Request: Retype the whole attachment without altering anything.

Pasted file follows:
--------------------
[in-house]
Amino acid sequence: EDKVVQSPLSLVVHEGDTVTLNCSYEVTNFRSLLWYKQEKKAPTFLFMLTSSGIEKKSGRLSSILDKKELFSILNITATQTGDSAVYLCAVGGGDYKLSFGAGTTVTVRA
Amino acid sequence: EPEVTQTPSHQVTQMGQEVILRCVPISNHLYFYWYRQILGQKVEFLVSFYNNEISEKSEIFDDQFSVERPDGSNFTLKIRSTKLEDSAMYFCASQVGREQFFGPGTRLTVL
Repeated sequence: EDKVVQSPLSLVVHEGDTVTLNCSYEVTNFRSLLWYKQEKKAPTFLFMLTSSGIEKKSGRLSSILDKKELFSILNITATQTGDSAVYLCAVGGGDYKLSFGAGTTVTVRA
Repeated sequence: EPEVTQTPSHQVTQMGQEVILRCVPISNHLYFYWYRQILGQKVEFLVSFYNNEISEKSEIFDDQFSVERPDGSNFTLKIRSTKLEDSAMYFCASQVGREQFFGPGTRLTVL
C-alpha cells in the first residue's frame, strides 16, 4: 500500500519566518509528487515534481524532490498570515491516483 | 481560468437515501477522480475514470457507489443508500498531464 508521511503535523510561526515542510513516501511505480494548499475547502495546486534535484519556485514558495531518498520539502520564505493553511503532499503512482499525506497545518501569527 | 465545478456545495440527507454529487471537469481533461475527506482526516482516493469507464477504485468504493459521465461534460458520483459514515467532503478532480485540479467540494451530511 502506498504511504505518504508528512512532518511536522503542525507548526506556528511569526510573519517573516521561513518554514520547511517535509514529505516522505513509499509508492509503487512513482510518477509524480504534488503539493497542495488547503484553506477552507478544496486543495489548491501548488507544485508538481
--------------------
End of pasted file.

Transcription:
[in-house]
Amino acid sequence: EDKVVQSPLSLVVHEGDTVTLNCSYEVTNFRSLLWYKQEKKAPTFLFMLTSSGIEKKSGRLSSILDKKELFSILNITATQTGDSAVYLCAVGGGDYKLSFGAGTTVTVRA
Amino acid sequence: EPEVTQTPSHQVTQMGQEVILRCVPISNHLYFYWYRQILGQKVEFLVSFYNNEISEKSEIFDDQFSVERPDGSNFTLKIRSTKLEDSAMYFCASQVGREQFFGPGTRLTVL
Repeated sequence: EDKVVQSPLSLVVHEGDTVTLNCSYEVTNFRSLLWYKQEKKAPTFLFMLTSSGIEKKSGRLSSILDKKELFSILNITATQTGDSAVYLCAVGGGDYKLSFGAGTTVTVRA
Repeated sequence: EPEVTQTPSHQVTQMGQEVILRCVPISNHLYFYWYRQILGQKVEFLVSFYNNEISEKSEIFDDQFSVERPDGSNFTLKIRSTKLEDSAMYFCASQVGREQFFGPGTRLTVL
C-alpha cells in the first residue's frame, strides 16, 4: 500500500519566518509528487515534481524532490498570515491516483 | 481560468437515501477522480475514470457507489443508500498531464 508521511503535523510561526515542510513516501511505480494548499475547502495546486534535484519556485514558495531518498520539502520564505493553511503532499503512482499525506497545518501569527 | 465545478456545495440527507454529487471537469481533461475527506482526516482516493469507464477504485468504493459521465461534460458520483459514515467532503478532480485540479467540494451530511 502506498504511504505518504508528512512532518511536522503542525507548526506556528511569526510573519517573516521561513518554514520547511517535509514529505516522505513509499509508492509503487512513482510518477509524480504534488503539493497542495488547503484553506477552507478544496486543495489548491501548488507544485508538481